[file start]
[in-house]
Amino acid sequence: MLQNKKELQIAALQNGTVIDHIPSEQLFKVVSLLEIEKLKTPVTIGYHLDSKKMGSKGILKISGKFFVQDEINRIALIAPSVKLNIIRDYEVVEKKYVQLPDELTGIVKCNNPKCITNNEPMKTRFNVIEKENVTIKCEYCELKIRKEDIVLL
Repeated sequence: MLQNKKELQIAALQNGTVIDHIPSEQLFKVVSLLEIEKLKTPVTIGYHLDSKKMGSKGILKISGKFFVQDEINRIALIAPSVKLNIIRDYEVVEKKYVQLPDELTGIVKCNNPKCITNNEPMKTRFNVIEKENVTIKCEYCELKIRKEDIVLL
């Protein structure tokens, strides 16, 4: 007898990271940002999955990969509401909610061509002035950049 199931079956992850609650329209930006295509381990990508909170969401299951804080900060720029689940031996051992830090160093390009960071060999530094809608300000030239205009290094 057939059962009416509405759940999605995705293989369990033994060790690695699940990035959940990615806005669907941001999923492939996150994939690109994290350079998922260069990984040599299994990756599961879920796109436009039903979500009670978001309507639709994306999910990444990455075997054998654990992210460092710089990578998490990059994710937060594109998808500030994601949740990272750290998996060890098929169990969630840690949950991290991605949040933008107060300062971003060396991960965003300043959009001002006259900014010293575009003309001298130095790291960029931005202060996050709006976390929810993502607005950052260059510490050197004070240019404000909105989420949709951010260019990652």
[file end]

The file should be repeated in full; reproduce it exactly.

[in-house]
Amino acid sequence: MLQNKKELQIAALQNGTVIDHIPSEQLFKVVSLLEIEKLKTPVTIGYHLDSKKMGSKGILKISGKFFVQDEINRIALIAPSVKLNIIRDYEVVEKKYVQLPDELTGIVKCNNPKCITNNEPMKTRFNVIEKENVTIKCEYCELKIRKEDIVLL
Repeated sequence: MLQNKKELQIAALQNGTVIDHIPSEQLFKVVSLLEIEKLKTPVTIGYHLDSKKMGSKGILKISGKFFVQDEINRIALIAPSVKLNIIRDYEVVEKKYVQLPDELTGIVKCNNPKCITNNEPMKTRFNVIEKENVTIKCEYCELKIRKEDIVLL
């Protein structure tokens, strides 16, 4: 007898990271940002999955990969509401909610061509002035950049 199931079956992850609650329209930006295509381990990508909170969401299951804080900060720029689940031996051992830090160093390009960071060999530094809608300000030239205009290094 057939059962009416509405759940999605995705293989369990033994060790690695699940990035959940990615806005669907941001999923492939996150994939690109994290350079998922260069990984040599299994990756599961879920796109436009039903979500009670978001309507639709994306999910990444990455075997054998654990992210460092710089990578998490990059994710937060594109998808500030994601949740990272750290998996060890098929169990969630840690949950991290991605949040933008107060300062971003060396991960965003300043959009001002006259900014010293575009003309001298130095790291960029931005202060996050709006976390929810993502607005950052260059510490050197004070240019404000909105989420949709951010260019990652």